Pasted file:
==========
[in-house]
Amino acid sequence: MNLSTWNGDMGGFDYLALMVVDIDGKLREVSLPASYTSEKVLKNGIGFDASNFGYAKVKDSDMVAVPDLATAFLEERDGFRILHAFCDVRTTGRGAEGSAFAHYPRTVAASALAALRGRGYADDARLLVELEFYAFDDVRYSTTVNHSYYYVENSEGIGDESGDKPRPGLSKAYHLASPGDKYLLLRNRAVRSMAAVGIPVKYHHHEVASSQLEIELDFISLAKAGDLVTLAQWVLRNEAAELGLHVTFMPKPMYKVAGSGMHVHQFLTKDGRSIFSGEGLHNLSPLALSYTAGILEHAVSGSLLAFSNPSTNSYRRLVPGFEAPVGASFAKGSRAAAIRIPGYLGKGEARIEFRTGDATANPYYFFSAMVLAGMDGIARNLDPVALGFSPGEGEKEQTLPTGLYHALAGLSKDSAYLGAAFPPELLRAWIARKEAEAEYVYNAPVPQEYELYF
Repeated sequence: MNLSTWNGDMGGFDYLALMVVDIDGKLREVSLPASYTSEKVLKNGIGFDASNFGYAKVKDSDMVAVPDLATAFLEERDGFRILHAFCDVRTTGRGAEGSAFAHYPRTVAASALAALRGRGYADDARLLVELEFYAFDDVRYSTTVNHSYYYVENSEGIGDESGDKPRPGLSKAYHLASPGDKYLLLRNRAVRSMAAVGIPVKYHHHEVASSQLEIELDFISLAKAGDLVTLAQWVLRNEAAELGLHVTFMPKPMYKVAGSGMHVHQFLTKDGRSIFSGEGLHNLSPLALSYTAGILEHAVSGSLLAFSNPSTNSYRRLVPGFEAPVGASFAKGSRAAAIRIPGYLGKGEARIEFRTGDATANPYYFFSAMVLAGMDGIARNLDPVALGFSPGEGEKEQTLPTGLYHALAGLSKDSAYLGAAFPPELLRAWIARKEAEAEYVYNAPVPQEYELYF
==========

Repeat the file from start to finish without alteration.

[in-house]
Amino acid sequence: MNLSTWNGDMGGFDYLALMVVDIDGKLREVSLPASYTSEKVLKNGIGFDASNFGYAKVKDSDMVAVPDLATAFLEERDGFRILHAFCDVRTTGRGAEGSAFAHYPRTVAASALAALRGRGYADDARLLVELEFYAFDDVRYSTTVNHSYYYVENSEGIGDESGDKPRPGLSKAYHLASPGDKYLLLRNRAVRSMAAVGIPVKYHHHEVASSQLEIELDFISLAKAGDLVTLAQWVLRNEAAELGLHVTFMPKPMYKVAGSGMHVHQFLTKDGRSIFSGEGLHNLSPLALSYTAGILEHAVSGSLLAFSNPSTNSYRRLVPGFEAPVGASFAKGSRAAAIRIPGYLGKGEARIEFRTGDATANPYYFFSAMVLAGMDGIARNLDPVALGFSPGEGEKEQTLPTGLYHALAGLSKDSAYLGAAFPPELLRAWIARKEAEAEYVYNAPVPQEYELYF
Repeated sequence: MNLSTWNGDMGGFDYLALMVVDIDGKLREVSLPASYTSEKVLKNGIGFDASNFGYAKVKDSDMVAVPDLATAFLEERDGFRILHAFCDVRTTGRGAEGSAFAHYPRTVAASALAALRGRGYADDARLLVELEFYAFDDVRYSTTVNHSYYYVENSEGIGDESGDKPRPGLSKAYHLASPGDKYLLLRNRAVRSMAAVGIPVKYHHHEVASSQLEIELDFISLAKAGDLVTLAQWVLRNEAAELGLHVTFMPKPMYKVAGSGMHVHQFLTKDGRSIFSGEGLHNLSPLALSYTAGILEHAVSGSLLAFSNPSTNSYRRLVPGFEAPVGASFAKGSRAAAIRIPGYLGKGEARIEFRTGDATANPYYFFSAMVLAGMDGIARNLDPVALGFSPGEGEKEQTLPTGLYHALAGLSKDSAYLGAAFPPELLRAWIARKEAEAEYVYNAPVPQEYELYF